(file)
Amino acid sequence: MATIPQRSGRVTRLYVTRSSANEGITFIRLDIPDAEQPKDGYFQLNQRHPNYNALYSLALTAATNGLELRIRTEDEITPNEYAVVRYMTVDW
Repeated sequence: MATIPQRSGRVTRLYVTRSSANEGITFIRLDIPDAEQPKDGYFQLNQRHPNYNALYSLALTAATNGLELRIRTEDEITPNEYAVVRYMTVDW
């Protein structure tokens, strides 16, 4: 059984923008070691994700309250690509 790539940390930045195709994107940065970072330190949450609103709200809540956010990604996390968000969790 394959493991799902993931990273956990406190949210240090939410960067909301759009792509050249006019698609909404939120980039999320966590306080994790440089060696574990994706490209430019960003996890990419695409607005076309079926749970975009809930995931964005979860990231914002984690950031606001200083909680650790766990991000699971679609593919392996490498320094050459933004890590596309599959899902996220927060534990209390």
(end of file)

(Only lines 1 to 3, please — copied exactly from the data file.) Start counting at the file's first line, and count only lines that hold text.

Amino acid sequence: MATIPQRSGRVTRLYVTRSSANEGITFIRLDIPDAEQPKDGYFQLNQRHPNYNALYSLALTAATNGLELRIRTEDEITPNEYAVVRYMTVDW
Repeated sequence: MATIPQRSGRVTRLYVTRSSANEGITFIRLDIPDAEQPKDGYFQLNQRHPNYNALYSLALTAATNGLELRIRTEDEITPNEYAVVRYMTVDW
């Protein structure tokens, strides 16, 4: 059984923008070691994700309250690509 790539940390930045195709994107940065970072330190949450609103709200809540956010990604996390968000969790 394959493991799902993931990273956990406190949210240090939410960067909301759009792509050249006019698609909404939120980039999320966590306080994790440089060696574990994706490209430019960003996890990419695409607005076309079926749970975009809930995931964005979860990231914002984690950031606001200083909680650790766990991000699971679609593919392996490498320094050459933004890590596309599959899902996220927060534990209390």